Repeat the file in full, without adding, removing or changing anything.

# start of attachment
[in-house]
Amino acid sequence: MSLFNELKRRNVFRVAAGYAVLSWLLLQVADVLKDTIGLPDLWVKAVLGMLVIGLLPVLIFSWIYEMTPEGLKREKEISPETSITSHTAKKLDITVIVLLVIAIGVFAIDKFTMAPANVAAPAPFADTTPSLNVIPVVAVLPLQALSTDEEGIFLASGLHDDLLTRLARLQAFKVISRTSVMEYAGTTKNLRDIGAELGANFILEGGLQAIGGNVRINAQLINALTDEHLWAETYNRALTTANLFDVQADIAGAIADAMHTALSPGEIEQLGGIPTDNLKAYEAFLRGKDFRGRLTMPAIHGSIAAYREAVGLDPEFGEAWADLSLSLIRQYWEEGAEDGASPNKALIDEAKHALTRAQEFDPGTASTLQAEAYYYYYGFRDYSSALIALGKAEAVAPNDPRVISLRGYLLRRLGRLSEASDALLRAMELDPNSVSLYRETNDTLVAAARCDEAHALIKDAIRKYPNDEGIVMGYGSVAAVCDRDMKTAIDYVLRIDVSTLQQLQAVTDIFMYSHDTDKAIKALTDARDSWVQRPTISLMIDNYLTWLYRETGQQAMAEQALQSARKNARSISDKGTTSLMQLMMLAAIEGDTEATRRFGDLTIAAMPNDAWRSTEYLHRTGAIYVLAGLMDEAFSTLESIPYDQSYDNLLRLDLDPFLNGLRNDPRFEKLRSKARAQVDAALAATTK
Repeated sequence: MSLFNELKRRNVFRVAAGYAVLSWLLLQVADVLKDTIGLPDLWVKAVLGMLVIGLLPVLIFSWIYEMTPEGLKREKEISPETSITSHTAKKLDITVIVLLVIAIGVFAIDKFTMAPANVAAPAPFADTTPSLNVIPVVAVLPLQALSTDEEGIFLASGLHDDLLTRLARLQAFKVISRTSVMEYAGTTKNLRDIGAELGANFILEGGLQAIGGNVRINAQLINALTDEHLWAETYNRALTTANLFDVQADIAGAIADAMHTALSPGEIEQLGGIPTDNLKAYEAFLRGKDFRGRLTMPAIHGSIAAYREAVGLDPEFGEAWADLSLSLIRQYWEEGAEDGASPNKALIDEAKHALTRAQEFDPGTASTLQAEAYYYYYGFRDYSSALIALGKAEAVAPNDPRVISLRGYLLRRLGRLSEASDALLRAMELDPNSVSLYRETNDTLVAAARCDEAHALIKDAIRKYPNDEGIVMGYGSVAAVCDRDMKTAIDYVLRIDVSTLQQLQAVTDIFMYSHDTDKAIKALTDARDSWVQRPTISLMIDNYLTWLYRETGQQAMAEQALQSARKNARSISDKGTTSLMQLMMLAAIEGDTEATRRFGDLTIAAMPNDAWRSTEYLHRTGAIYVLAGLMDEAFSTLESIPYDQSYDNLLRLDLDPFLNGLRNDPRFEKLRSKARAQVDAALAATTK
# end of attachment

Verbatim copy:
[in-house]
Amino acid sequence: MSLFNELKRRNVFRVAAGYAVLSWLLLQVADVLKDTIGLPDLWVKAVLGMLVIGLLPVLIFSWIYEMTPEGLKREKEISPETSITSHTAKKLDITVIVLLVIAIGVFAIDKFTMAPANVAAPAPFADTTPSLNVIPVVAVLPLQALSTDEEGIFLASGLHDDLLTRLARLQAFKVISRTSVMEYAGTTKNLRDIGAELGANFILEGGLQAIGGNVRINAQLINALTDEHLWAETYNRALTTANLFDVQADIAGAIADAMHTALSPGEIEQLGGIPTDNLKAYEAFLRGKDFRGRLTMPAIHGSIAAYREAVGLDPEFGEAWADLSLSLIRQYWEEGAEDGASPNKALIDEAKHALTRAQEFDPGTASTLQAEAYYYYYGFRDYSSALIALGKAEAVAPNDPRVISLRGYLLRRLGRLSEASDALLRAMELDPNSVSLYRETNDTLVAAARCDEAHALIKDAIRKYPNDEGIVMGYGSVAAVCDRDMKTAIDYVLRIDVSTLQQLQAVTDIFMYSHDTDKAIKALTDARDSWVQRPTISLMIDNYLTWLYRETGQQAMAEQALQSARKNARSISDKGTTSLMQLMMLAAIEGDTEATRRFGDLTIAAMPNDAWRSTEYLHRTGAIYVLAGLMDEAFSTLESIPYDQSYDNLLRLDLDPFLNGLRNDPRFEKLRSKARAQVDAALAATTK
Repeated sequence: MSLFNELKRRNVFRVAAGYAVLSWLLLQVADVLKDTIGLPDLWVKAVLGMLVIGLLPVLIFSWIYEMTPEGLKREKEISPETSITSHTAKKLDITVIVLLVIAIGVFAIDKFTMAPANVAAPAPFADTTPSLNVIPVVAVLPLQALSTDEEGIFLASGLHDDLLTRLARLQAFKVISRTSVMEYAGTTKNLRDIGAELGANFILEGGLQAIGGNVRINAQLINALTDEHLWAETYNRALTTANLFDVQADIAGAIADAMHTALSPGEIEQLGGIPTDNLKAYEAFLRGKDFRGRLTMPAIHGSIAAYREAVGLDPEFGEAWADLSLSLIRQYWEEGAEDGASPNKALIDEAKHALTRAQEFDPGTASTLQAEAYYYYYGFRDYSSALIALGKAEAVAPNDPRVISLRGYLLRRLGRLSEASDALLRAMELDPNSVSLYRETNDTLVAAARCDEAHALIKDAIRKYPNDEGIVMGYGSVAAVCDRDMKTAIDYVLRIDVSTLQQLQAVTDIFMYSHDTDKAIKALTDARDSWVQRPTISLMIDNYLTWLYRETGQQAMAEQALQSARKNARSISDKGTTSLMQLMMLAAIEGDTEATRRFGDLTIAAMPNDAWRSTEYLHRTGAIYVLAGLMDEAFSTLESIPYDQSYDNLLRLDLDPFLNGLRNDPRFEKLRSKARAQVDAALAATTK